Which way it the right way to use a large border print? This month I experimented with a large border John Kaldor print from Minerva Crafts on Sew Over It Eve dress.

The fun was strategically cutting out the pieces with this border print. I love this print.

I used to get ‘hung up’ on figuring out what the ‘right way’ to use a border print.

Rules are a great guide but sometimes I’ve been hampered by them.

Which way is up or where should the border print be placed.

I’m not tall so my options are limited on how I can use any print.

Internally I used French seams where possible. The fabric is light and soft so overlocking the seams made them feel thick and clunky.

The skirt is soft and flowy so French seams didn’t weigh down this dress.

I used Prym Microtextil sharps needle. The 70/10 size from the mixed pack sewed through this fabric very smoothly.
The neckline finish uses Prym plain cotton tape (no facing) so again there’s no bulk at the neckline. I chose the cotton tape and the tape weave is very sturdy so I was able to ease in the neckline across the bust.
The neckline across the bust hugs against me so I didn’t need to do an adjustment, like I have with other neckline.

Now to pair this dress with my work jackets.

This is an easy dress to make for work if you can’t find a thing to wear.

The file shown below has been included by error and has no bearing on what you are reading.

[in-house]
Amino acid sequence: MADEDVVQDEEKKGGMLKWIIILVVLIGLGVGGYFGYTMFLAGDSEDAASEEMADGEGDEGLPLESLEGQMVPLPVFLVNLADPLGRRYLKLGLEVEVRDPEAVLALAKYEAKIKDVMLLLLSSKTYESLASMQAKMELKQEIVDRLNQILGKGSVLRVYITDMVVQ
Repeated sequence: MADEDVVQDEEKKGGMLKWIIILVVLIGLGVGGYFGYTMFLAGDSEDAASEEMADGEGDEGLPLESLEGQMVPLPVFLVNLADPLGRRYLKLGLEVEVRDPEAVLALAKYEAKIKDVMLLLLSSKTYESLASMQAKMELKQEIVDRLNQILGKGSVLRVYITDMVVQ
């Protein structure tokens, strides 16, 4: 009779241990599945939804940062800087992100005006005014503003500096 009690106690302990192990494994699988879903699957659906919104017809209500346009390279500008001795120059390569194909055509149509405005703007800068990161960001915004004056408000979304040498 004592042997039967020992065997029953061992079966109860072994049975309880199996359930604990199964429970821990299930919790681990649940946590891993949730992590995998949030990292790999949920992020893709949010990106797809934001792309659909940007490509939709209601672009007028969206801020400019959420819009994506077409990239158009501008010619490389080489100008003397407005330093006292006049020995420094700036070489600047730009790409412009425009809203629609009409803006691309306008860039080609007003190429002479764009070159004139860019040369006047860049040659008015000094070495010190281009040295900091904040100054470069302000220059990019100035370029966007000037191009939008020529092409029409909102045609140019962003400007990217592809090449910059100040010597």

Thanks again Minerva Crafts. 

Don’t forget to use ‘maria’ to get 10% off any Prym purchases from Minerva Crafts.


Jacket fav: Vogue 8931

Finally. I found a jacket style I like and a pattern I have already fitted (Vogue 8931) for this month’s Minerva Crafts project. This French crepe and buttons worked together well. The fabric is soft, resilient and was a confidence builder. 

These buttons in two different sizes take this jacket from ordinary to being ‘just a bit different’. My idea was to take ‘ordinary’ navy to a more interesting look.

My wardrobe plan is to have a work jacket for this dress too.

The purple jacket gets worn regularly in the office and the shape has held up really well. I’ve worn this jacket for over a year so I know the fit works. This time I’ve made the 3-button version with the buttons ‘on show’ and adding ‘real’ pockets. I went for a riding jacket style.

The jacket

So here’s the new jacket with my highland inspired dress looking ‘highland-like’. Ok, I’ll stop smiling now.

Here’s how the new jacket looks up close and I’ve blued up the colour so you can see the contrasts.

I still can’t believe my piping worked. It really did.

I always get my jackets and coats professionally pressed once they’re made.

Here are the main areas where a deep breath and a calm atmosphere helped me along the way.


I used the pocket pieces from Vogue 8732, because that’s what I had available to me. The welts were made thinner.

I’ve used a contrasting thread to guide my sewing.

Here’s the underside that I have to contend with.

Below is the corner pocket stitching that keeps the pocket square.

I call these two happy smiling pockets.

Facing detailing